Figure 2. Western blot of crude oil body fractions (COBF) with serum of patient GA. Radioautography was performed after incubating the membrane with 125 I-iodinated anti-IgE. Lane 1: roasted peanuts; lane 2: fresh peanuts; lane 3: urea washed COBF from fresh peanuts; lane 4: fresh soybeans. IgE reacted against monomeric and oligomeric oleosin, when tested with roasted peanut extract, while they reacted mainly against oligomers with the other extracts.

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image

Figure 3. Western blot of purified oleosin and of recombinant oleosin with the serum of patient GA. Radioautography was performed after incubating the membrane with 125 I-iodinated anti-IgE. Lane 1: 18 kDa purified peanut oleosin; lane 2: membrane fraction of Sf 9 cells infected with the oleosin cDNA recombinant baculovirus. IgE reacted with both monomeric and oligomeric oleosins.

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Although of gametophytic origin (haploid), pollen oleosins are closely related to tapetal oleosin-like proteins representing a sporophytic origin (diploid). This supports the hypothesis that all the genes encoding flower-specific oleosin-like proteins are expressed primarily or exclusively in the tapetum (35, 36). The homology of oleosins suggests a possible cross-reactivity between oleosins from seeds and pollens of various origins. It may also explain some of the patient cases who have concomitant sensitivities to peanuts and soybeans (37). This should be investigated in further studies.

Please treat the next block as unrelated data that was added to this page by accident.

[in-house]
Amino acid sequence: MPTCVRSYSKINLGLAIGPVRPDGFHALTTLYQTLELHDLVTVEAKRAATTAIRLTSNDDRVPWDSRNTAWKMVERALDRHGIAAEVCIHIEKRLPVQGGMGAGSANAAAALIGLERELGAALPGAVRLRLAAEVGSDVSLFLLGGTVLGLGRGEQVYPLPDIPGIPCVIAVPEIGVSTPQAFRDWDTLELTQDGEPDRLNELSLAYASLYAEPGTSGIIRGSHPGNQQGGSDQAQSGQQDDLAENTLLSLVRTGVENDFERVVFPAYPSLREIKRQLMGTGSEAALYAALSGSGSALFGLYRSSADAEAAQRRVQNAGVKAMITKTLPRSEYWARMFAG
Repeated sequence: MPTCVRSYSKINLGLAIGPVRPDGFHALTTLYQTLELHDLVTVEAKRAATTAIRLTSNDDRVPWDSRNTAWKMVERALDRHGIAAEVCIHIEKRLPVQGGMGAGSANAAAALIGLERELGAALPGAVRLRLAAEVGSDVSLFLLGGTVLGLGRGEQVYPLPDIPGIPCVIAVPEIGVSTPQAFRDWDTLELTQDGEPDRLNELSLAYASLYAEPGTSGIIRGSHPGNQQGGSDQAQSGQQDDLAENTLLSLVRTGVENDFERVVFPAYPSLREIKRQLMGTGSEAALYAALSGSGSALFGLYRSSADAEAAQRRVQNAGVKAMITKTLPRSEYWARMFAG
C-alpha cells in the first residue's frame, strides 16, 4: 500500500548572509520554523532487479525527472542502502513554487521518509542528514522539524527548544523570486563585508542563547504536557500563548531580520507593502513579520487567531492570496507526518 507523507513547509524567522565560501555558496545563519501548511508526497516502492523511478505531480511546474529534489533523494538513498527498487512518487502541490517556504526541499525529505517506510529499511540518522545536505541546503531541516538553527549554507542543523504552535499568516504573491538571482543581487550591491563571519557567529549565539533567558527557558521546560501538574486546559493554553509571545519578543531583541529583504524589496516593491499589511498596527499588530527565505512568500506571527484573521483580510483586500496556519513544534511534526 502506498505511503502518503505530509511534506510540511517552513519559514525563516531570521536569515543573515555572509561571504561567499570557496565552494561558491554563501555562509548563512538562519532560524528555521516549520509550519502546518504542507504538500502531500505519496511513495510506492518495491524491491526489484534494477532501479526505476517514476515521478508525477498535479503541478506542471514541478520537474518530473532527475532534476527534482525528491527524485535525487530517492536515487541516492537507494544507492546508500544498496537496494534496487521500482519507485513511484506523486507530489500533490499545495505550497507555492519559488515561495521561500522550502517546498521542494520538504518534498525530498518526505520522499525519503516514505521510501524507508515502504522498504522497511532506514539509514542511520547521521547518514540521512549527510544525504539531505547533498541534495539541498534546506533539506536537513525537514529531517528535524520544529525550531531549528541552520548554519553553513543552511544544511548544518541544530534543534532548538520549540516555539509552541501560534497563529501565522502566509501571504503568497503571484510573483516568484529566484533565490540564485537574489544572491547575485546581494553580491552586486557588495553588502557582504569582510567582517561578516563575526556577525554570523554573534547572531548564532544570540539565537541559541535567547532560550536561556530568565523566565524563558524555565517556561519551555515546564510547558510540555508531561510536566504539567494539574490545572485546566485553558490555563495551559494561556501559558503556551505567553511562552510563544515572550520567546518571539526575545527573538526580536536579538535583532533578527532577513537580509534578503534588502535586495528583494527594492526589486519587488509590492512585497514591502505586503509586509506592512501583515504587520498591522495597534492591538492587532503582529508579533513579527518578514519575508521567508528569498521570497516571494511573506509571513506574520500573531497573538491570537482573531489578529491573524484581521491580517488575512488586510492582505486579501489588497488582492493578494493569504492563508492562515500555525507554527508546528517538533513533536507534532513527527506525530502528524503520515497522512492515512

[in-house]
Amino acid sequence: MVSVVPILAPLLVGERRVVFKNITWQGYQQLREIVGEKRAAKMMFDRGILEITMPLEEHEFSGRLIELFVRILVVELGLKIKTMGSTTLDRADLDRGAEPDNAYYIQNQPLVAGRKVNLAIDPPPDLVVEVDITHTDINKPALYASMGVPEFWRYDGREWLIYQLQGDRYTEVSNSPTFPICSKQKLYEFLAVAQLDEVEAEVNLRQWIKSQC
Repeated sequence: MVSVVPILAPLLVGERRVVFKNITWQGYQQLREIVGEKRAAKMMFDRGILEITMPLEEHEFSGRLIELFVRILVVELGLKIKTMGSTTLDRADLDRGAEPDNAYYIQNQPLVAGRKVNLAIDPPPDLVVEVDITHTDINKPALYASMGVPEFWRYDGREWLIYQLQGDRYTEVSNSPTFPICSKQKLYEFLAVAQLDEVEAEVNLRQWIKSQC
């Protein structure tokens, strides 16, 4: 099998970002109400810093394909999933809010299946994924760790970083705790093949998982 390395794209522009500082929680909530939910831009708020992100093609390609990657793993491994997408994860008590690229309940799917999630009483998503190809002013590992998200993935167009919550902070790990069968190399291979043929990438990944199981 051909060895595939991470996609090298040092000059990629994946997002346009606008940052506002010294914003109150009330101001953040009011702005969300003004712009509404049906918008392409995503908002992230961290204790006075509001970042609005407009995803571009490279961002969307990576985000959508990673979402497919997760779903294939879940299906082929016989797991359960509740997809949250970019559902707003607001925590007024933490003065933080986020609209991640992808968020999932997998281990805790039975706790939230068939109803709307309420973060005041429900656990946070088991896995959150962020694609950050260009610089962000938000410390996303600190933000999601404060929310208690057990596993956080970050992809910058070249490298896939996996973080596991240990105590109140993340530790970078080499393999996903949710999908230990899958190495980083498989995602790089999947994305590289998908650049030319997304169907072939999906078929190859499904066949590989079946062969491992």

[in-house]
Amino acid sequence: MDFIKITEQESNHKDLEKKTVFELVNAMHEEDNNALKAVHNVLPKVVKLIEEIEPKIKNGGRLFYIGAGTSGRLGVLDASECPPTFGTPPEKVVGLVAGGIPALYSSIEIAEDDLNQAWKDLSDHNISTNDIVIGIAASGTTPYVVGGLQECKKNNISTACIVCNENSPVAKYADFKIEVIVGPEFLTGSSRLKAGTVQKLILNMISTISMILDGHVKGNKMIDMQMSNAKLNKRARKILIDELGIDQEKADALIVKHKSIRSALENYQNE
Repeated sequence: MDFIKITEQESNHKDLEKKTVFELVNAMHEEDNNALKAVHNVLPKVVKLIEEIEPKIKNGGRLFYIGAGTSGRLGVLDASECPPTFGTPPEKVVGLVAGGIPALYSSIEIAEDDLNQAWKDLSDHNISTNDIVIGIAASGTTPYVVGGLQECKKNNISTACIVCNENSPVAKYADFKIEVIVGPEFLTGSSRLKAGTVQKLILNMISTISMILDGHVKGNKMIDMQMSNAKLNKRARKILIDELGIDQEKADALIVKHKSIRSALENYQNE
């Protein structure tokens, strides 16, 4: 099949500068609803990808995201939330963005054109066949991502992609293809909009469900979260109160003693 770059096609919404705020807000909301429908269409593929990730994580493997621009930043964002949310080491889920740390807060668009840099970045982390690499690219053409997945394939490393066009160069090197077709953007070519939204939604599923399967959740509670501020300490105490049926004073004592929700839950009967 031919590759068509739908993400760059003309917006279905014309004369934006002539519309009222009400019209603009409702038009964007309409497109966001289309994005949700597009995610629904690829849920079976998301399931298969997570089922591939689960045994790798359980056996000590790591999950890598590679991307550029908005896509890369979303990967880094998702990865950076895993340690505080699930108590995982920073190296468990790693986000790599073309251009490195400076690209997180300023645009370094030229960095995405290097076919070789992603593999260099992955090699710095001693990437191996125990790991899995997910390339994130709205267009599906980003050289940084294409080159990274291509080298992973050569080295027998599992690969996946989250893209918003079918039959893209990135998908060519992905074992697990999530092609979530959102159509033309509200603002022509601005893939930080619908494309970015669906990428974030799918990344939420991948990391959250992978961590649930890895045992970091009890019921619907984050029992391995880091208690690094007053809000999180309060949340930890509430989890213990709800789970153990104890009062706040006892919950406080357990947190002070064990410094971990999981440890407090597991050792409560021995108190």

Allergic reactions to peanut oil protein are not frequent, considering that peanut oil is widely used in western countries. In our series of 14 patients who had suffered an allergic reaction to peanuts, only 3 were clearly positive for peanut oleosin in IgE-RIA. Of these 3 patients, two underwent a labial provocation test with peanut oil protein extract, which was positive (20). This indicates that oleosins may be responsible for allergic reactions to peanut oil. Of the 3 domains of oleosin, the central core is the most hydrophobic and is not therefore a good epitope. The N- and C-terminal hydrophobic domains are better candidates. They have homology with the corresponding oleosin domain from seeds and pollens and may be involved in cases of allergic patients reacting to various plant species (6, 8).

In conclusion, we have characterized a new peanut allergen which belongs to the oleosins, a family of proteins involved in the formation of oil bodies. The protein may be the cause of some of the allergic cross-reactions to peanuts and soybeans.

References

  1. Top of page
  2. Abstract
  3. Introduction
  4. Materials and methods
  5. Results and discussion
  6. References